In 1962, Eric Irons became the first Black magistrate in Britain and served for 29 years. Also for all this efforts in campaigning for social justice and racial equality, he was awarded an OBE in 1978 and was later awarded an honoury degree for improving race relations in Nottingham by the University of Nottingham. He passed away in 2007 and was commemorated as a champion for social justice in Nottingham with an acquired portrait of Irons in the National Portrait Gallery and a memorial plaque in Nottingham.

Lets acknowledge and celebrate Black History Month, please like, share to raise awareness and start the dialogues.



Sergeant William Robinson Clarke

Sergeant William Robinson Clarke

BHM2021 – Day 7

“The Pioneering Sgt William Clarke”

William Robinson Clarke was born in Jamaica in 1895. He became a mechanic and learned to drive before many during that time. When learning of the start of World War 1 in 1914, Clarke with his own money travelled to Britain to enlist and support the British war effort. 

Historically there was rules to prevent people from different ethnic backgrounds from joining the British armed forces. Before 1940 the British Forces had something in place called the ‘Colour Bar’ for the army, airforce and navy. This stipulated that only British men of European descent could be officers in her majesties armed forces. Yet in October 1939 the British government temporarily removed  the formal, codified military ‘colour bar’. The British armed forces grew, and the casualties began to rise, the Colour Bar was relaxed allowing Clark to join the Royal Flying Corps in 1915. He began as an air mechanic and then was posted as driver in France. 

The in 1916 he began training as a pilot and became qualified in 1917 and was promoted to Sergeant. He was the first Black pilot to fly for Britain in 1917. However in July 1917 he was attacked by German fighters and described in a letter to his mother (found later): 

“I was doing some photographs a few miles the other side when about five *** scouts came down upon me, and before I could get away, I got a bullet through the spine. I managed to pilot the machine nearly back to the aerodrome, but had to put her down as I was too weak to fly any more… My observer escaped without any injury.”

William was hospitalised but recovered from his wounds and returned to duty with the RCF until 1919 when he was honourably discharged and received the silver war badge. After full recovery her returned to Jamaica worked in the building trade. He remained active as a veteran and became Life President of the RAF Association’s Jamaica Branch and passed away on 1981. At the funeral, a Professor at the University of the West Indies, spoke about the pilot’s bravery: 

“The episode in 1917 in which Pilot Clarke while on an operational flight was attacked by German fighters in the air, and though severely wounded, nevertheless managed to fly his R.E.8 aeroplane back to a relatively safe crashing-landing behind the allied lines, places him in that special category of the genuine war hero.”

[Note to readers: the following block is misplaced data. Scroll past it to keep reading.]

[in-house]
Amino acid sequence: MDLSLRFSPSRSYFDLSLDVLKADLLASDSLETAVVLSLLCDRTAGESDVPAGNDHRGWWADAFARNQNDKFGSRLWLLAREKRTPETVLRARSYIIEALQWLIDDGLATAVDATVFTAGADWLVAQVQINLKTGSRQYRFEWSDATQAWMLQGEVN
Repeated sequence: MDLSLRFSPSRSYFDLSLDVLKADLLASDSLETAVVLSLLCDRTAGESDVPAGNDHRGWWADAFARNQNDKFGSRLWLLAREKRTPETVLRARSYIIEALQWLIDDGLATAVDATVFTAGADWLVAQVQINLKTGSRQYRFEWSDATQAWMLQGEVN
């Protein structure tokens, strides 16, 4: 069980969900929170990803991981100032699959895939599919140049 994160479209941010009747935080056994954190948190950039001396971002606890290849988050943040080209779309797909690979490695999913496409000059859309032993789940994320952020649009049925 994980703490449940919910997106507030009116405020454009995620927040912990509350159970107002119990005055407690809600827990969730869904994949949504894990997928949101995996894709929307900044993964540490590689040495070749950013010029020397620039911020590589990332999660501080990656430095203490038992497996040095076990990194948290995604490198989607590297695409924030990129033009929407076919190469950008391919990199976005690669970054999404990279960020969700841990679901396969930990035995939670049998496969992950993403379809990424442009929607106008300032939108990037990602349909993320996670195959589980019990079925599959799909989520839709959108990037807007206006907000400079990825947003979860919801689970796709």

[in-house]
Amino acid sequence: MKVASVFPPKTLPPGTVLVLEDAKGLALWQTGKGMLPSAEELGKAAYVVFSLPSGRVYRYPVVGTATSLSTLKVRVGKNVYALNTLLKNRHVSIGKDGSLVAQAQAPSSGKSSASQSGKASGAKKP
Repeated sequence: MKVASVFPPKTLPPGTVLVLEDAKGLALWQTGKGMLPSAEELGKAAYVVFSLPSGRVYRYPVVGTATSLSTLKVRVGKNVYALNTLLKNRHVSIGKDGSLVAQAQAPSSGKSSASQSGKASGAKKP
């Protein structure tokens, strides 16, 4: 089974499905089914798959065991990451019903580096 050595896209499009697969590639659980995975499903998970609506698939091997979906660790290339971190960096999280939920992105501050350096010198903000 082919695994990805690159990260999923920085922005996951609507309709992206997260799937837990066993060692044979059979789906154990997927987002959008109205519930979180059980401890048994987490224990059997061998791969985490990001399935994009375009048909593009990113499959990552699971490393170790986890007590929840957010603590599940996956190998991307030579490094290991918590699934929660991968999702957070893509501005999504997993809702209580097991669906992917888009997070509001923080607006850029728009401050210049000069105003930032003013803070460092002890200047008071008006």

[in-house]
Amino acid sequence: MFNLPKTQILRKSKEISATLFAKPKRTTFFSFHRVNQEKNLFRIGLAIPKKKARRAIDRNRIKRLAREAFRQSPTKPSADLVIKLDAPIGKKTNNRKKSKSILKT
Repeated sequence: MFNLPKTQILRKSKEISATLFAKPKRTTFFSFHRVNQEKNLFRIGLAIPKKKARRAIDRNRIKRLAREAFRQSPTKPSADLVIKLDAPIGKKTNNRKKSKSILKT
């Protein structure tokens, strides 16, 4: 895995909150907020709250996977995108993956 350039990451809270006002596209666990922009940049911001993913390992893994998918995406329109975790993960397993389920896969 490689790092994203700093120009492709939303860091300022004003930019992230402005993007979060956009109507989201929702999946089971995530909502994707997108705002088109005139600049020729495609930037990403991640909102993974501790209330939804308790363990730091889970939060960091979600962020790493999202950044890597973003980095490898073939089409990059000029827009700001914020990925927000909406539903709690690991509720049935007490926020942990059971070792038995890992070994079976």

William Clarke certainly paved the way for thousands upon thousands of men and women, whose skin colour had once barred them from pursuing a military career, to choose their destiny and fight for their country.

Lets acknowledge and celebrate Black History Month, please like, share to raise awareness and start the dialogues.

John Alcinder

John Alcinder 

BHM2021 – Day 6

“Dr. Alcindor’s achievements in the medical and military fields, as well as his ardour for racial equality, are a testament to the impact one can have on society regardless of origin. His story will serve to inspire future generations.”

[ Reshma Bissoon-Deokie, acting high commissioner for Trinidad and Tobago]

Dr John Alcindor as born in 1873 in Trinidad.  He was educated in Trinidad and won an Island Scholarship to study medicine at Edinburgh University in Scotland. After graduating he worked in hospitals in London and starting his own practise in 1907. 

Alcindor was also very active and joined the African Association in the 1890s. He was involved in the early Pan African Conferences. He was an activist for racial equality which was something he had experience of through his career. He had to overcome prejudice and discrimination to help others during the First World War.  Acinder had a medical degree and experience of working in several London hospitals, but was rejected by the Royal Army Medical Corps when the First World War broke out in 1914. He wanted to help the war effort by using his skills. However he was rejected outright by the Royal Army Medical Corps in 1914 because of his ‘colonial origin’, a cruel racist snub. Nevertheless Dr Acinder selflessly  was determined to play his part and signed up as a British Red Cross volunteer. He treated countless wounded soldiers at London railway stations as they returned from the battlefields. The British Red Cross awarded him a medal for his life-saving work.